A gaggle of international lawmakers issued a press release on Thursday condemning the Hong Kong government’s choice to disqualify democratic candidates.
The statement was signed by 68 lawmakers from the Inter-Parliamentary Alliance on China (IPAC) representing eight European nations and the European Union, the USA, Canada, Australia, New Zealand, and Japan.
“The decision to disqualify democratic candidates and the anticipated delay to September’s Legislative Council elections characterize unacceptable obstructions to the democratic course of in Hong Kong and raise additional considerations concerning the erosion of rights and freedoms within the metropolis,” the assertion learn.
“After the extensively condemned imposition of the National Safety Regulation, these actions further curtail of Hong Kong’s way of life and will exacerbate present grievances in the metropolis on the time of elevated rigidity.
“We urge the international group to satisfy this further diminution of Hong Kong’s rights and freedoms with a proportionate response.”
The Hong Kong government earlier disqualified 12 pro-democracy candidates from operating in Hong Kong’s upcoming Legislative Council election, together with outstanding activist Joshua Wong.
In a separate statement, the UK Overseas Secretary Dominic Raab also condemned the disqualification of the candidates.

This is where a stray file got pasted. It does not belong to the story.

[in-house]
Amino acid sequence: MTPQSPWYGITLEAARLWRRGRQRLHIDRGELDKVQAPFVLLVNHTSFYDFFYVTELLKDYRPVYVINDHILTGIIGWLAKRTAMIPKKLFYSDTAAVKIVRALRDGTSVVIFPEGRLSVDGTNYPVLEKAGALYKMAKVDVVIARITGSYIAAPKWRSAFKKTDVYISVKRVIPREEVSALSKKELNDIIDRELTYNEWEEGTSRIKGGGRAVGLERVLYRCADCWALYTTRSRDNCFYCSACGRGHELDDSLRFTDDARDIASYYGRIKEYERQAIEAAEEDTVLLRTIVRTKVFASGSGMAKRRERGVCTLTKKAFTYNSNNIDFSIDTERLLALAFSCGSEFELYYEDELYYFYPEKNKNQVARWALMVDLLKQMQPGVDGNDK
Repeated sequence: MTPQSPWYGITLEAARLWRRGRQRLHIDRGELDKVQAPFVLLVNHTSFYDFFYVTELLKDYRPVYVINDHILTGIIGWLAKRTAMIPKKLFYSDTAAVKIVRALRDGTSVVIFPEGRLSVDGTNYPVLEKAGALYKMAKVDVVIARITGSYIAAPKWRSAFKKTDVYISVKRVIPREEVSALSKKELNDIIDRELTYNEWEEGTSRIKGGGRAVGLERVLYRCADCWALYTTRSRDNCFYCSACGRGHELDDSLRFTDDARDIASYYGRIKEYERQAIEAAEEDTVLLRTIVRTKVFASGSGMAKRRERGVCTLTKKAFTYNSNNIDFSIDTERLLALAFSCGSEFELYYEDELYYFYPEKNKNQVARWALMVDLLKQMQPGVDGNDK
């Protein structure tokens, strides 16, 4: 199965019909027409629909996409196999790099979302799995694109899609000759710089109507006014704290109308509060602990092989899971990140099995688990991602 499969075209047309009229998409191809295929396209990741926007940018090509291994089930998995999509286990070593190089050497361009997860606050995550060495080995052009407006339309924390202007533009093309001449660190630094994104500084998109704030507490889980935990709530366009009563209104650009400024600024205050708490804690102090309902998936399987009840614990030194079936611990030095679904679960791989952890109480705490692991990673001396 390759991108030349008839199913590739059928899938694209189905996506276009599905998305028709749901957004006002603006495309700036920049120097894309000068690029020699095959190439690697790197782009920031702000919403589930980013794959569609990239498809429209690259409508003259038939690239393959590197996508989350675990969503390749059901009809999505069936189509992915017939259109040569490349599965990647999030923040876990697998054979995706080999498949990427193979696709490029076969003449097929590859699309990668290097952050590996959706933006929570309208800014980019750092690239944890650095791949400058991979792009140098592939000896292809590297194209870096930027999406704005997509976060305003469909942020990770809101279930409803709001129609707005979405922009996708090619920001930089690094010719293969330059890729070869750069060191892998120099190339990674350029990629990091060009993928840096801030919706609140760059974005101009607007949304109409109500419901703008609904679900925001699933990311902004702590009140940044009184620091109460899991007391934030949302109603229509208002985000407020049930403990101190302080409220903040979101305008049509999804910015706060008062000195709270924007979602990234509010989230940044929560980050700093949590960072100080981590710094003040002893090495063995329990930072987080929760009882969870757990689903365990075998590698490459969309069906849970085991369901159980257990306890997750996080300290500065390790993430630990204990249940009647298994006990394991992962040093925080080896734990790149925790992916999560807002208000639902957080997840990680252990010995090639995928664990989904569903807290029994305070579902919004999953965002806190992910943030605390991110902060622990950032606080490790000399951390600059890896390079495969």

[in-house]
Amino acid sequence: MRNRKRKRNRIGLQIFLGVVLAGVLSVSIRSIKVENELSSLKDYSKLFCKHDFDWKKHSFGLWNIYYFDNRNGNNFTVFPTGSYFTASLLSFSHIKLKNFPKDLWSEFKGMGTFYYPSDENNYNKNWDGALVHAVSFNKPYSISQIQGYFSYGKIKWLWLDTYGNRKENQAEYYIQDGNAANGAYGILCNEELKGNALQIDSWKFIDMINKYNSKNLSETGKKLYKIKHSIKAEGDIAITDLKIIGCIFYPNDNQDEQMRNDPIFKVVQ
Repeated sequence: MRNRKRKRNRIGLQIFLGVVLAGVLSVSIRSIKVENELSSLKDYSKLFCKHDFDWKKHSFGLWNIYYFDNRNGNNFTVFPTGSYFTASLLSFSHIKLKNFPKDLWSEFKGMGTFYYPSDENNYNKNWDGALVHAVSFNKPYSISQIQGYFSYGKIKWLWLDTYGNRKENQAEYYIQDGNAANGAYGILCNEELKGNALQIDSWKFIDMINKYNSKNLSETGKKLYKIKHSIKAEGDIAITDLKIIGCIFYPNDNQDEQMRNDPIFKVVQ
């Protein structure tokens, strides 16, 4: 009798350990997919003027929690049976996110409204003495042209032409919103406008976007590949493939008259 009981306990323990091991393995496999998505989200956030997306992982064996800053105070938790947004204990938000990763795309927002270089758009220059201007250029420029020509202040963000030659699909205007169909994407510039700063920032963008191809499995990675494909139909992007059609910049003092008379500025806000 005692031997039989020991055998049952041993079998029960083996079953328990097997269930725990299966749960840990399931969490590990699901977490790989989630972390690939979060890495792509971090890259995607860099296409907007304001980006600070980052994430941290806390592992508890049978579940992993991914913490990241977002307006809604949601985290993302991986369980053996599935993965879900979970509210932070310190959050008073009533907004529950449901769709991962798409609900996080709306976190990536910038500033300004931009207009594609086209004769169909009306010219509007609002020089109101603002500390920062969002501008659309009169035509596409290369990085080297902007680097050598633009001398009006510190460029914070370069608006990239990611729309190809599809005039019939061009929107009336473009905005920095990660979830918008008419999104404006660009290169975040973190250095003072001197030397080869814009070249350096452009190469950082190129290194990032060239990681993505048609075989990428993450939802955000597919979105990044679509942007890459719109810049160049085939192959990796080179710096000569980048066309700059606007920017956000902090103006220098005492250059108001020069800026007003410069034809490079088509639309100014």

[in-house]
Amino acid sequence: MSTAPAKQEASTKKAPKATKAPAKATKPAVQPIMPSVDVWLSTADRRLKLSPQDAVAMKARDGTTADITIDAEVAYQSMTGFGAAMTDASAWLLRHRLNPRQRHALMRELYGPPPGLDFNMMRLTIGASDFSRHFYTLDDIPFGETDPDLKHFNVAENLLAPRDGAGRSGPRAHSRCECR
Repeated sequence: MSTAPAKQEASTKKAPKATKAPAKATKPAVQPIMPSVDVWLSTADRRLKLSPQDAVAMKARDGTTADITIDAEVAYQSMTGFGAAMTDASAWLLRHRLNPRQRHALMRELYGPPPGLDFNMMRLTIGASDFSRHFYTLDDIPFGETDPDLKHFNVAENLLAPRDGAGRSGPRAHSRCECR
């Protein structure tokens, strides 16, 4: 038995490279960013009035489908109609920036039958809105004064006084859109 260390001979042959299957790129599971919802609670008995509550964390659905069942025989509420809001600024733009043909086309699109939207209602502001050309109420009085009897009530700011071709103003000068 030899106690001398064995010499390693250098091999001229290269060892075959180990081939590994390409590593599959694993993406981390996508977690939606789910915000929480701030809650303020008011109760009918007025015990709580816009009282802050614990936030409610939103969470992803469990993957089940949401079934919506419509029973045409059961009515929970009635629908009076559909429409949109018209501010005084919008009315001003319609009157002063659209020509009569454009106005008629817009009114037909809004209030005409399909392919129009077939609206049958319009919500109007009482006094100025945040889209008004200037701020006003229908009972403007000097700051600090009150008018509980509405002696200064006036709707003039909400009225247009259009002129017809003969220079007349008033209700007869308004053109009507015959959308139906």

“It's clear they have been disqualified because of their political beliefs, undermining the integrity of ‘One Country, Two Techniques’ and the rights and freedoms guaranteed within the Joint Declaration and Hong Kong’s Primary Regulation,” he stated.
“The Hong Kong authorities should uphold their commitments to the individuals of Hong Kong.”
In a separate letter to the Overseas Secretary, some UK members of IPAC referred to as for figuring out Hong Kong officials who are chargeable for the “dramatic decline in the metropolis’s autonomy” and including them to the Magnitsky sanctions record, “which is unquestionably justified within the case of Carrie Lam, who bears duty for clear and vital breaches of Hong Kong’s treaty obligations.”
Yinyin Liao and Kat Piper contributed to this report